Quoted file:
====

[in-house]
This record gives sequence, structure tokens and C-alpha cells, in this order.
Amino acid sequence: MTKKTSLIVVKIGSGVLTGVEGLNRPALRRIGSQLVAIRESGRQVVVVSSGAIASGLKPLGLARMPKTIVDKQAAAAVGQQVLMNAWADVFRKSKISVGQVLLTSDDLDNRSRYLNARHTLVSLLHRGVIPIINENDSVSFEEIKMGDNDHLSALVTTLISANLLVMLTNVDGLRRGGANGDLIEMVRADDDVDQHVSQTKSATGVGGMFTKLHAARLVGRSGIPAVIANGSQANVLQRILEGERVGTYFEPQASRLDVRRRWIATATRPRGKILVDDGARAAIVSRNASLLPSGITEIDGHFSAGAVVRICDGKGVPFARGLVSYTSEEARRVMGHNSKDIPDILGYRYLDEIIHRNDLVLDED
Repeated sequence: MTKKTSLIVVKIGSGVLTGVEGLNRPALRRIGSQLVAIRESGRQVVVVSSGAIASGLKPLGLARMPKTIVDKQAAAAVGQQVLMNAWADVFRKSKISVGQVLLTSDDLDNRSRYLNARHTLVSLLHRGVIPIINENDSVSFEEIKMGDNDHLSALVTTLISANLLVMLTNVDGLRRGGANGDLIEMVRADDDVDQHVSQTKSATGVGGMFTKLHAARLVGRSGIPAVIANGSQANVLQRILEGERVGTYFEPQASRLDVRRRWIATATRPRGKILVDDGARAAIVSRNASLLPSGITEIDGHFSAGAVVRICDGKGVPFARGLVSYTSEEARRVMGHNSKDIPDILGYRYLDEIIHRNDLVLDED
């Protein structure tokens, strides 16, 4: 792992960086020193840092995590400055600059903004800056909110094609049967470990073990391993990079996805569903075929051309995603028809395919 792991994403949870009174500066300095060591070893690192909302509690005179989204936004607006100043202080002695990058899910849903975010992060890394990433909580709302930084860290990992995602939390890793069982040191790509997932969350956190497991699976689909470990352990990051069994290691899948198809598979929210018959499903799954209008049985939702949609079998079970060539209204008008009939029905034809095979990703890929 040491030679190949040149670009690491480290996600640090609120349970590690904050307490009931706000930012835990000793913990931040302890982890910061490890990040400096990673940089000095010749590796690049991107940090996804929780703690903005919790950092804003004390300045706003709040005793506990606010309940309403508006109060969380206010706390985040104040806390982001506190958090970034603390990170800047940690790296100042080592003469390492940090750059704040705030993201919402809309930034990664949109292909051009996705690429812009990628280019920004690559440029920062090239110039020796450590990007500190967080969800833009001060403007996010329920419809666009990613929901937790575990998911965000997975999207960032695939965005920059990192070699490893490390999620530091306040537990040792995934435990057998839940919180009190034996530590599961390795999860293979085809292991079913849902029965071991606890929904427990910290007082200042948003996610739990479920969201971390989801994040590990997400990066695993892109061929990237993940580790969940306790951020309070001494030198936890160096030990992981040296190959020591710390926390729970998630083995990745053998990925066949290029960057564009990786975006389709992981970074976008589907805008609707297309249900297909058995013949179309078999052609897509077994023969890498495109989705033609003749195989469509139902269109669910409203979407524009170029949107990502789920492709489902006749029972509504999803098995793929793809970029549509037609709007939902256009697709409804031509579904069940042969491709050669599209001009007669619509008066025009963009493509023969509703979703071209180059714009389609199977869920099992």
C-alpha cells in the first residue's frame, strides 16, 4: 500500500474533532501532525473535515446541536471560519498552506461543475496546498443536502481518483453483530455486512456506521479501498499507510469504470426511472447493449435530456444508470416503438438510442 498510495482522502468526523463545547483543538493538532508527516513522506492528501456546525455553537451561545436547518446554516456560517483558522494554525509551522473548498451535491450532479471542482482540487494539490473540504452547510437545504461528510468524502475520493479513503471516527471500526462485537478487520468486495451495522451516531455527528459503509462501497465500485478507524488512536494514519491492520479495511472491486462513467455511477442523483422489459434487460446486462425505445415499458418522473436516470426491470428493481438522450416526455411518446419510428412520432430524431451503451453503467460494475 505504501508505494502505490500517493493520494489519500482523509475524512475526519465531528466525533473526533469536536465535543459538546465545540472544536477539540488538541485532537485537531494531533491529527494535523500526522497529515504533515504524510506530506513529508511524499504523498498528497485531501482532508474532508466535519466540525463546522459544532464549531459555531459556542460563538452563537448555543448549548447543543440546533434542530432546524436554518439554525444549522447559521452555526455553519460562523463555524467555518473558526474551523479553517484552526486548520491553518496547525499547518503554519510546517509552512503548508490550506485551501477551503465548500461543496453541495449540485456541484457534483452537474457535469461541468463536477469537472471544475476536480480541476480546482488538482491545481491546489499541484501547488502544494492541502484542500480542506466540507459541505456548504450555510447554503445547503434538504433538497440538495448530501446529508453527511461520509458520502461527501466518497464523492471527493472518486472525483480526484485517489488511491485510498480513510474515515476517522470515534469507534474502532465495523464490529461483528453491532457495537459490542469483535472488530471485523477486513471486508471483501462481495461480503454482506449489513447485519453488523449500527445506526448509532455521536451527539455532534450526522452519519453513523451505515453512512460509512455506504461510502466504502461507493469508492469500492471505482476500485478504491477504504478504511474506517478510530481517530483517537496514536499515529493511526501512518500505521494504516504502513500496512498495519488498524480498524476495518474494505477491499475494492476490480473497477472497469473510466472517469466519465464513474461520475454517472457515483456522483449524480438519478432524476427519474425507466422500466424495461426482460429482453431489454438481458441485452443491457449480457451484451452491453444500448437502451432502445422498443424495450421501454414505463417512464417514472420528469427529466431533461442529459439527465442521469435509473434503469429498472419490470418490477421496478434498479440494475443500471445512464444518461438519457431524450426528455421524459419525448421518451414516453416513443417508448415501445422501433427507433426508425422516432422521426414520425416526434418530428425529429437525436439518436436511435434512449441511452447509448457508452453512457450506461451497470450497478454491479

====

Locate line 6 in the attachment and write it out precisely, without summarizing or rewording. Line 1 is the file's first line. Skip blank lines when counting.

C-alpha cells in the first residue's frame, strides 16, 4: 500500500474533532501532525473535515446541536471560519498552506461543475496546498443536502481518483453483530455486512456506521479501498499507510469504470426511472447493449435530456444508470416503438438510442 498510495482522502468526523463545547483543538493538532508527516513522506492528501456546525455553537451561545436547518446554516456560517483558522494554525509551522473548498451535491450532479471542482482540487494539490473540504452547510437545504461528510468524502475520493479513503471516527471500526462485537478487520468486495451495522451516531455527528459503509462501497465500485478507524488512536494514519491492520479495511472491486462513467455511477442523483422489459434487460446486462425505445415499458418522473436516470426491470428493481438522450416526455411518446419510428412520432430524431451503451453503467460494475 505504501508505494502505490500517493493520494489519500482523509475524512475526519465531528466525533473526533469536536465535543459538546465545540472544536477539540488538541485532537485537531494531533491529527494535523500526522497529515504533515504524510506530506513529508511524499504523498498528497485531501482532508474532508466535519466540525463546522459544532464549531459555531459556542460563538452563537448555543448549548447543543440546533434542530432546524436554518439554525444549522447559521452555526455553519460562523463555524467555518473558526474551523479553517484552526486548520491553518496547525499547518503554519510546517509552512503548508490550506485551501477551503465548500461543496453541495449540485456541484457534483452537474457535469461541468463536477469537472471544475476536480480541476480546482488538482491545481491546489499541484501547488502544494492541502484542500480542506466540507459541505456548504450555510447554503445547503434538504433538497440538495448530501446529508453527511461520509458520502461527501466518497464523492471527493472518486472525483480526484485517489488511491485510498480513510474515515476517522470515534469507534474502532465495523464490529461483528453491532457495537459490542469483535472488530471485523477486513471486508471483501462481495461480503454482506449489513447485519453488523449500527445506526448509532455521536451527539455532534450526522452519519453513523451505515453512512460509512455506504461510502466504502461507493469508492469500492471505482476500485478504491477504504478504511474506517478510530481517530483517537496514536499515529493511526501512518500505521494504516504502513500496512498495519488498524480498524476495518474494505477491499475494492476490480473497477472497469473510466472517469466519465464513474461520475454517472457515483456522483449524480438519478432524476427519474425507466422500466424495461426482460429482453431489454438481458441485452443491457449480457451484451452491453444500448437502451432502445422498443424495450421501454414505463417512464417514472420528469427529466431533461442529459439527465442521469435509473434503469429498472419490470418490477421496478434498479440494475443500471445512464444518461438519457431524450426528455421524459419525448421518451414516453416513443417508448415501445422501433427507433426508425422516432422521426414520425416526434418530428425529429437525436439518436436511435434512449441511452447509448457508452453512457450506461451497470450497478454491479